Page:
SC hastens Maguindanao massacre cases

Unknown to many, the Supreme Court issued “motu  proprio” (on its own volition) a resolution, dated Dec. 10, 2013 (a copy of which I got a few days ago), instituting five new measures or guidelines to speed up the Maguindanao massacre trial.

Most gruesome crime. Recall that four years ago, on Nov. 23, 2009, the most gruesome crime of our time was discovered; 58 defenseless civilians (34 were media workers) were shot, mangled, killed and “back-hoed” in Maguindanao province. Charged with murder were 197 officials, policemen and coconspirators in 58 separate “informations” (the legalese word for formal written accusations).

The 58 informations (that evolved into 58 separate murder cases) were originally filed in the Regional Trial Court (RTC) of Maguindanao, but later transferred by the Supreme Court to, and consolidated in, the RTC of Quezon City, Branch 221, presided over by Judge Jocelyn Solis-Reyes. To enable her to devote full time to these sensational cases, Judge Reyes was relieved of all her other cases, and assigned two assisting judges.

Meanwhile, three of the accused have died. Of the 194 remaining, 106 are detained without bail because they are charged with the capital offense of murder, but the other 88 accused have eluded arrest and are still at large.

Judge Reyes hears the consolidated cases thrice a week from morning to afternoon but the trial on the merits has not begun because the hearings have been devoted mostly to the petitions for release on bail of 64 accused (8 Ampatuans, 42 police officers, and 14 civilians) represented by 39 sets of lawyers.

Thus far, the cases have accumulated 71 volumes of case records and 38 volumes of transcripts of stenographic notes (TSN). A total of 139 witnesses have testified; 560 petitions, motions and manifestations have been filed by the parties, of which 427 have been resolved. These stats are intimidating and unprecedented.

Five new guidelines. Indeed, the cases have become tedious and complicated, even though they are hardly at midstream. Hence, the Supreme Court resolved  pro hac  vice  (for this case only) to:

1. “DIRECT the Presiding Judge … to implement the Judicial Affidavit Rule…” Under this Rule, witnesses are no longer examined in open court via lengthy questions and answers. Instead, the parties are required to submit affidavits in a language known to the witnesses, accompanied by their translations in English or Filipino. The adverse party, however, can cross-examine the witnesses.

Actually, the Judicial Affidavit Rule was promulgated much earlier by the Supreme Court, on Sept. 4, 2012, but its effectivity was suspended at the request of the public prosecutors who pleaded lack of time and personnel to prepare the affidavits. However, the Court, recognizing the need for speed, decided to implement the rule in the Maguindanao cases.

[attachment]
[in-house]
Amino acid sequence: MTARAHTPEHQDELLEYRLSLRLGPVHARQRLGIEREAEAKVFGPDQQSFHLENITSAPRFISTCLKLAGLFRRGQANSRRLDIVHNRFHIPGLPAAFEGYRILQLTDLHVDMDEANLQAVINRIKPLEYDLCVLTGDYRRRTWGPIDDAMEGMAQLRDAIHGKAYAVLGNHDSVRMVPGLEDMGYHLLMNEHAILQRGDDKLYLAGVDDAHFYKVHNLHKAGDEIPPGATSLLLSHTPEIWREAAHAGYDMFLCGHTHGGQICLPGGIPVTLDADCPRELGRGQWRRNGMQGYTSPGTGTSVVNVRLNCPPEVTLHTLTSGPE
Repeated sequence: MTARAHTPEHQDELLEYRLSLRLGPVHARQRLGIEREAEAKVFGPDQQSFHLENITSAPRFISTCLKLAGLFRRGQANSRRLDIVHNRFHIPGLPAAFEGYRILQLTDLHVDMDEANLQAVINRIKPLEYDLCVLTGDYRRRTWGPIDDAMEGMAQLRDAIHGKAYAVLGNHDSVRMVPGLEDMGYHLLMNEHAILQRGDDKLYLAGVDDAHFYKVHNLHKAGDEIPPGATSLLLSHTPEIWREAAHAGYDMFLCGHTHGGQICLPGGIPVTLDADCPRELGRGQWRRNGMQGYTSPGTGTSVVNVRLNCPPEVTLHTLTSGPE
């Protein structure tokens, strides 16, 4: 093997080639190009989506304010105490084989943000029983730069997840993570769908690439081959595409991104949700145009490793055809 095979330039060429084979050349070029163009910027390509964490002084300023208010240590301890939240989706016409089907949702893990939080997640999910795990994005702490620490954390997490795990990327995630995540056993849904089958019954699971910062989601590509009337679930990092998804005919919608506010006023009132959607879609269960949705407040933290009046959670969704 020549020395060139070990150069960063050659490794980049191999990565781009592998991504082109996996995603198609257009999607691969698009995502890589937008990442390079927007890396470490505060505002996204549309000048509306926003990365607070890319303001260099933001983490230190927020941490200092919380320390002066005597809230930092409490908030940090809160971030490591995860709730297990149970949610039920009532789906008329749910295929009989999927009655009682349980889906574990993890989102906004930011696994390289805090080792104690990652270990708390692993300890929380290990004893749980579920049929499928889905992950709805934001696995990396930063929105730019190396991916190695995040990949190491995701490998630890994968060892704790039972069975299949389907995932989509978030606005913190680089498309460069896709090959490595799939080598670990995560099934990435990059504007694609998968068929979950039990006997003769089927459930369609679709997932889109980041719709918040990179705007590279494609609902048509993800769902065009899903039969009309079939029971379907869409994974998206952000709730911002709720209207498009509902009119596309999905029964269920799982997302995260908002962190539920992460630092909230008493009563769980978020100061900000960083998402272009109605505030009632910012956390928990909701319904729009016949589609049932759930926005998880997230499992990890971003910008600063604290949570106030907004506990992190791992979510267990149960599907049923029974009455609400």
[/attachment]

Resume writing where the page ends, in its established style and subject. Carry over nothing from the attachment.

2. “ENJOIN the Presiding Judge … to hold, based on her discretion, separate trials for the accused against whom the prosecution contemplates no further evidence and, accordingly, have the case submitted for decision with respect to them…”

3. “AUTHORIZE the Presiding Judge to issue, when appropriate, separate decisions or resolutions … in any of the 58 cases being heard without waiting for the completion of the presentation of evidence for all the accused.”

Items 2 and 3 are very important. Ordinarily, judgments are rendered only after all the testimonial and documentary evidence for and against all the accused have been heard, offered and ruled upon by the trial court. Given the numerous accused and witnesses, and the voluminous documents, the court would take decades to render a single final judgment.

However, under these two Supreme Court guidelines, judgments can be issued “in installments,” say on the Ampatuans first, then on some policemen, etc., while proceedings against the other accused, especially those still at large, may still be going on.

4. “DESIGNATE a third Assisting Judge to handle the conduct of nontrial incidents … such as arraignment and pretrials.” This will allow Judge Reyes to focus on the trials.

5. “AUTHORIZE the Presiding Judge and the Assisting Judge … to resolve petitions, incidents and motions … despite the pendency of some … matters in the higher courts.”

Normally, when petitions are filed in the higher courts (like the Court of Appeals) challenging interlocutory orders of the trial court, the trial court stops its proceedings in deference to the higher courts, thereby indefinitely delaying the trials.

Fresh hopes. Harry Roque, the private prosecutor representing 15 of the media workers and two others, hailed the “judiciary’s attempt to accord speedy justice. But the Executive, as part of the overall judicial pillars, should do its share in reexamining the number of accused and the grant of compensation to the victims.” I am sure Justice Secretary Leila de Lima will respond quickly and prudently to his plea.

Aside from helping in the criminal cases, Roque, who serves pro bono, also asked the Anti-Money Laundering Council to freeze the bank assets of the accused and filed administrative charges in the National Police Commission for the dismissal of the accused policemen.

The Maguindanao massacre cases are a litmus test of our judicial system and the officials tending it (especially the President and the justices). The Supreme Court directives raise fresh hopes that these cases would move much faster and that partial judgments could be rendered soon on some of the accused.

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